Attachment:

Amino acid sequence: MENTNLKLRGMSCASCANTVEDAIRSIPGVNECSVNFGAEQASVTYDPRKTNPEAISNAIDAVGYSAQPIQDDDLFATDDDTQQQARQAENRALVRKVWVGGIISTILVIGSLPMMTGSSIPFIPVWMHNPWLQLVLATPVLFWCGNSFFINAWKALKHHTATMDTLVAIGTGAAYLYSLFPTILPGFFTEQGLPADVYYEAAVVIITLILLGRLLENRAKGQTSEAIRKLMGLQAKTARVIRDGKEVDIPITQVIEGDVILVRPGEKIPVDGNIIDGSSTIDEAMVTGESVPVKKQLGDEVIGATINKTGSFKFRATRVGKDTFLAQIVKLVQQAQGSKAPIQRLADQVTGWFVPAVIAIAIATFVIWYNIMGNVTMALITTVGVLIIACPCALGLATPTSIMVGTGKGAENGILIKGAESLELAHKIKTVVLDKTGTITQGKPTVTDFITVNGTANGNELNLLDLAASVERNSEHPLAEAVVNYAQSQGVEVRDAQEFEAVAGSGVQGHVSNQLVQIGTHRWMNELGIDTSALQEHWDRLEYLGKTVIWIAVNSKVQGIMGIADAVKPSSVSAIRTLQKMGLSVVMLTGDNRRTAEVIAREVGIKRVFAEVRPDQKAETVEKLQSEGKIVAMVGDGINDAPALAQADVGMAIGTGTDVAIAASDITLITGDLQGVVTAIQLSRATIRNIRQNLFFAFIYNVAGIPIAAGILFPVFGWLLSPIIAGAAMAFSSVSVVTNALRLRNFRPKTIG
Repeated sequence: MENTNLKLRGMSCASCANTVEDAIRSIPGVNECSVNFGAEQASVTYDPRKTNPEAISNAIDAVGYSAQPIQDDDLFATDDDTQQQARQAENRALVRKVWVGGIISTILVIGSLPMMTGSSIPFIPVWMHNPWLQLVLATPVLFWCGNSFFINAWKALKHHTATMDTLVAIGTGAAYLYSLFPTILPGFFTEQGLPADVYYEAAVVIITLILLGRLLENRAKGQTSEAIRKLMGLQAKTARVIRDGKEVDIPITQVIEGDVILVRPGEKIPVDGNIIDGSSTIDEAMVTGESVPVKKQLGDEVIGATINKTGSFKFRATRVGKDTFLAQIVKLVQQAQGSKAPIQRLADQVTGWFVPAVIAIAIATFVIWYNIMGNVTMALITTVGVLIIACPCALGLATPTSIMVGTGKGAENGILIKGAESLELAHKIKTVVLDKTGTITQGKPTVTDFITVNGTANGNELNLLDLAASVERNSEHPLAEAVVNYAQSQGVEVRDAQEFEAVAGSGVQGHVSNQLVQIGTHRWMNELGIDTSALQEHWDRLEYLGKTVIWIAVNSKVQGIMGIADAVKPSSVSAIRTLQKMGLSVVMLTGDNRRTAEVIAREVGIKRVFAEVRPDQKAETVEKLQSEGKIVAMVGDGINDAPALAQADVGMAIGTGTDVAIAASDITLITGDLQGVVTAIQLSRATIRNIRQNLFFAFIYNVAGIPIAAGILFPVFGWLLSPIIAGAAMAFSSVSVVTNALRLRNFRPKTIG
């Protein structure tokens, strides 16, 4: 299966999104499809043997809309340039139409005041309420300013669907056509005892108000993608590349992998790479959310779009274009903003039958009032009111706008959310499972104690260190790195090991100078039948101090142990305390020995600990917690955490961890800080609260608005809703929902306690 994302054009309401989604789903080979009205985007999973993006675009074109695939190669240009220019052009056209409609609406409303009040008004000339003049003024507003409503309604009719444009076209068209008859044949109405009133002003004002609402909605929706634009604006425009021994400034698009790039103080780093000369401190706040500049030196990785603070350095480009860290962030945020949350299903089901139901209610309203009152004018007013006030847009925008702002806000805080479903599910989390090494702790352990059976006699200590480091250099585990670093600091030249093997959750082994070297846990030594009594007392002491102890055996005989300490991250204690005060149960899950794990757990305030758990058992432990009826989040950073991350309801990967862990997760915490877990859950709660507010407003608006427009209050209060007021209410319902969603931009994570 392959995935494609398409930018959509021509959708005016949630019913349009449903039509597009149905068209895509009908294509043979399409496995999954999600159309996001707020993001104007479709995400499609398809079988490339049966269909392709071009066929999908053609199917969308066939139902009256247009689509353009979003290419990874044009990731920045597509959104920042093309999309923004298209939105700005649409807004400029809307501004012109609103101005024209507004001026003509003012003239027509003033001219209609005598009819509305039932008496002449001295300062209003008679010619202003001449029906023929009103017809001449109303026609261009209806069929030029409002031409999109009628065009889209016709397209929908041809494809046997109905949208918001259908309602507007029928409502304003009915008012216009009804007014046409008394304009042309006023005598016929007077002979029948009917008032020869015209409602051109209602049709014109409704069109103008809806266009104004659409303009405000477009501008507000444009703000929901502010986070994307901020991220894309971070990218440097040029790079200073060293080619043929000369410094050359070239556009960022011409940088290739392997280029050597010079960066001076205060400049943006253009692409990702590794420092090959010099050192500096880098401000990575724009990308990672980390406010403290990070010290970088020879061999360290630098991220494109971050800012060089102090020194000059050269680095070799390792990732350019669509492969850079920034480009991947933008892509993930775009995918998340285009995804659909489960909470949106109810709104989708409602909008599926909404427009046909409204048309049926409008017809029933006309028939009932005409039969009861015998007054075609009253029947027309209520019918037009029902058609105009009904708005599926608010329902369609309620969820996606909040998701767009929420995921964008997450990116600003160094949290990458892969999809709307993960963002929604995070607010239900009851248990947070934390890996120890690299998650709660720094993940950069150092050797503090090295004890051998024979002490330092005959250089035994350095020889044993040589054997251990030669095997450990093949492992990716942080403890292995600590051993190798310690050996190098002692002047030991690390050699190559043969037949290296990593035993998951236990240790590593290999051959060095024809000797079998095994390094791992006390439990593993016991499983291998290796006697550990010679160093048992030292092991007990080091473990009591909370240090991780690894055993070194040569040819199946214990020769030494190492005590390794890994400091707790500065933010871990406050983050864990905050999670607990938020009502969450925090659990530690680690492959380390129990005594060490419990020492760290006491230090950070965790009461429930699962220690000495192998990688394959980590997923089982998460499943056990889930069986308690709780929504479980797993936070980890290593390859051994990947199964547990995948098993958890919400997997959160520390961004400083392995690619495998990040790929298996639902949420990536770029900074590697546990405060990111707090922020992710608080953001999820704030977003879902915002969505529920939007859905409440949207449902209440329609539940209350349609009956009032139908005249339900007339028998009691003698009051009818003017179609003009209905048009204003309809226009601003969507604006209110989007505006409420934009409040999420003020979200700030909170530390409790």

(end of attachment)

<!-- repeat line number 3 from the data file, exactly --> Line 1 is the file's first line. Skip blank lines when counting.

């Protein structure tokens, strides 16, 4: 299966999104499809043997809309340039139409005041309420300013669907056509005892108000993608590349992998790479959310779009274009903003039958009032009111706008959310499972104690260190790195090991100078039948101090142990305390020995600990917690955490961890800080609260608005809703929902306690 994302054009309401989604789903080979009205985007999973993006675009074109695939190669240009220019052009056209409609609406409303009040008004000339003049003024507003409503309604009719444009076209068209008859044949109405009133002003004002609402909605929706634009604006425009021994400034698009790039103080780093000369401190706040500049030196990785603070350095480009860290962030945020949350299903089901139901209610309203009152004018007013006030847009925008702002806000805080479903599910989390090494702790352990059976006699200590480091250099585990670093600091030249093997959750082994070297846990030594009594007392002491102890055996005989300490991250204690005060149960899950794990757990305030758990058992432990009826989040950073991350309801990967862990997760915490877990859950709660507010407003608006427009209050209060007021209410319902969603931009994570 392959995935494609398409930018959509021509959708005016949630019913349009449903039509597009149905068209895509009908294509043979399409496995999954999600159309996001707020993001104007479709995400499609398809079988490339049966269909392709071009066929999908053609199917969308066939139902009256247009689509353009979003290419990874044009990731920045597509959104920042093309999309923004298209939105700005649409807004400029809307501004012109609103101005024209507004001026003509003012003239027509003033001219209609005598009819509305039932008496002449001295300062209003008679010619202003001449029906023929009103017809001449109303026609261009209806069929030029409002031409999109009628065009889209016709397209929908041809494809046997109905949208918001259908309602507007029928409502304003009915008012216009009804007014046409008394304009042309006023005598016929007077002979029948009917008032020869015209409602051109209602049709014109409704069109103008809806266009104004659409303009405000477009501008507000444009703000929901502010986070994307901020991220894309971070990218440097040029790079200073060293080619043929000369410094050359070239556009960022011409940088290739392997280029050597010079960066001076205060400049943006253009692409990702590794420092090959010099050192500096880098401000990575724009990308990672980390406010403290990070010290970088020879061999360290630098991220494109971050800012060089102090020194000059050269680095070799390792990732350019669509492969850079920034480009991947933008892509993930775009995918998340285009995804659909489960909470949106109810709104989708409602909008599926909404427009046909409204048309049926409008017809029933006309028939009932005409039969009861015998007054075609009253029947027309209520019918037009029902058609105009009904708005599926608010329902369609309620969820996606909040998701767009929420995921964008997450990116600003160094949290990458892969999809709307993960963002929604995070607010239900009851248990947070934390890996120890690299998650709660720094993940950069150092050797503090090295004890051998024979002490330092005959250089035994350095020889044993040589054997251990030669095997450990093949492992990716942080403890292995600590051993190798310690050996190098002692002047030991690390050699190559043969037949290296990593035993998951236990240790590593290999051959060095024809000797079998095994390094791992006390439990593993016991499983291998290796006697550990010679160093048992030292092991007990080091473990009591909370240090991780690894055993070194040569040819199946214990020769030494190492005590390794890994400091707790500065933010871990406050983050864990905050999670607990938020009502969450925090659990530690680690492959380390129990005594060490419990020492760290006491230090950070965790009461429930699962220690000495192998990688394959980590997923089982998460499943056990889930069986308690709780929504479980797993936070980890290593390859051994990947199964547990995948098993958890919400997997959160520390961004400083392995690619495998990040790929298996639902949420990536770029900074590697546990405060990111707090922020992710608080953001999820704030977003879902915002969505529920939007859905409440949207449902209440329609539940209350349609009956009032139908005249339900007339028998009691003698009051009818003017179609003009209905048009204003309809226009601003969507604006209110989007505006409420934009409040999420003020979200700030909170530390409790």